We all worry about what other people think. Whether we like it or not, our lives are surrounded by the opinions of others. As much as you try and convince yourself that it doesn’t affect you, it does. It is human nature to want to be liked and respected by those that surround you. I hate to say it, but if you constantly base decisions off of other peoples opinions, you will most likely find yourself unhappy and lost down the road. Now don’t get me wrong, I don’t think that worrying about what other people think is a bad thing. It is clearly necessary to a certain extent. But, it is important to find a balance between simply being a people pleaser and finding who you are.
Clearly none of us know exactly who we are, or life would be pretty boring. We are constantly presented with conflicts and controversial scenarios in each of our lives. It is our job to figure out what we believe about those situations, in order to eventually build a strong belief system. It is extremely easy to follow the majority without looking into the fine details and building an opinion of our own.
We are all culprits of answering a question in the form of a question. You could be caught doing it while talking to your boss, answering a question in class, being questioned by your friends, or simply trying to offer your opinion to your family. Unfortunately, this says a lot about how much you believe in yourself as a person. I’m here to try and break you of this habit. BE CONFIDENT. Answer questions confidently and firmly stand behind your beliefs. If you don’t have an opinion on a particular topic, then own up to it and do something about it. Research, read, watch, ask..do something and make your own opinion before you let the opinions of others take over who you are.
I have always been a strong person. But, I will be the first to say that I have always worried about what other people think. Ever since my life hit a small speed bump, I have realized how important it is to be confident in who you are. Instead of trying to give people the answer they want to hear, I try my hardest to answer questions genuinely. If I don’t know what I think about a certain situation, I take the time to absorb the facts and figure out exactly what I believe. Of course I don’t know exactly who I am. But, I will say that I’m happier today than I ever have been..despite the circumstances.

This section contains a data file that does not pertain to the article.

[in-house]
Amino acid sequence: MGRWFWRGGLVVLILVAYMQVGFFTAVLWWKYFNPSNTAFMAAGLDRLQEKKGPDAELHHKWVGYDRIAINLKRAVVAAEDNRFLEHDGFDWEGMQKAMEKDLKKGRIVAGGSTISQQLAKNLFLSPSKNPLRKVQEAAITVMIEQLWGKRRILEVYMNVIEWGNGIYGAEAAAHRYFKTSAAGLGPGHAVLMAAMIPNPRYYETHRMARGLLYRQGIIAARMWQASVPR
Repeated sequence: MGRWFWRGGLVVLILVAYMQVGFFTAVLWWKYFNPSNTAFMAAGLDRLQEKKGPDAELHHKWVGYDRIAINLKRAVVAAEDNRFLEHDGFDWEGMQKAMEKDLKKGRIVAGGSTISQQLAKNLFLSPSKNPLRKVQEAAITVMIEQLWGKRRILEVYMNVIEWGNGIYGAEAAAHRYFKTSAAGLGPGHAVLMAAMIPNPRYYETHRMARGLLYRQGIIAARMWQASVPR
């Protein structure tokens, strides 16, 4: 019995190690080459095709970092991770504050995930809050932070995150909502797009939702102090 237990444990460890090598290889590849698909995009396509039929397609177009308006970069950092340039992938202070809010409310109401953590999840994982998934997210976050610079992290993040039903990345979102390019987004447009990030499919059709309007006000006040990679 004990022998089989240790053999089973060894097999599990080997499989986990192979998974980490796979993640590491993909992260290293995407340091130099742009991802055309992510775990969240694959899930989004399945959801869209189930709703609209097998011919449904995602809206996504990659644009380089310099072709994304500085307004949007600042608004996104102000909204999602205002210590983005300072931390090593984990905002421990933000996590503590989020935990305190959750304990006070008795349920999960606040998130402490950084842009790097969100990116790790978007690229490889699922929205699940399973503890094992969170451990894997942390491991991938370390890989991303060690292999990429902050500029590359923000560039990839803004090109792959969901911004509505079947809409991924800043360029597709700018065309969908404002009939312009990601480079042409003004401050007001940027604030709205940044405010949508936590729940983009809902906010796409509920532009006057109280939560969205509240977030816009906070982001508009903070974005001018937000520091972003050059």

Bottom line is..
Don’t let something bad happen to you for you to realize that you are an amazing person. Be confident in who you are and flaunt your bad ass ways.
We all have it. A gut, intuition, instinct..whatever you prefer to call it, we all have it. This tiny little thing inside of us that tells us what we believe, whether we like it or not. Each and every one of us is faced with hundreds of decisions to make on a daily basis. I don’t know about you, but I’m not the best at making decisions. In the past two months, I’ve made more decisions than any 20-year-old ever should. Aside from all of the people that have supported me so far, I can thank my gut for where I am today. Here are a couple of examples of when this tiny little thing came in handy..
The first night I had horrible back pain, I knew something was wrong. Despite taking a muscle relaxer and pain medication, the pain only worsened. Two ER visits later, I was diagnosed with bronchitis and had apparently torn a muscle in my back from coughing. As an athlete, (or so I like to think) I know what muscle pain feels like. About a week had gone by of minimal sleep, (and studying on narcotics) and the pain just wasn’t getting any better. The minute I woke up feeling tingling in my toes, I didn’t care what the doctors were telling me..there was no way I had only torn a muscle. Loooong story short, I followed my gut. I made the appointments, saw who I needed to see, and found the problem.
Our society places doctors and medical practitioners on a throne where no mistakes can be made. In reality, everyone makes mistakes. I’m not writing this to blame those doctors for the nerve damage I still have in my legs. I’m writing this to tell you that if you ever have to make a difficult decision, listen to your gut. Because honestly, I probably would be paralyzed right now if I hadn’t.
The neurosurgeon looked at my mother and me and told us that this “thing” in my spine needed to removed in the next thirty minutes. Immediately my mother started rambling off..Who is this doctor? Do we need a second opinion? Why does it need to be removed tonight? ..all normal questions that I wasn’t allowing myself to ask. I think that was the first time in my entire life where I knew what was best for myself before she did. To this day I will never understand how I looked at my mother and told her I would be okay. I guess you could say I lied to her face, because clearly I had no idea if that was true. With the surgeon waiting for the go ahead, I told my mother exactly what she needed to hear. Thirty minutes later, I was in Bora Bora (as I informed my anesthesiologist) enjoying a margarita with my feet in the sand.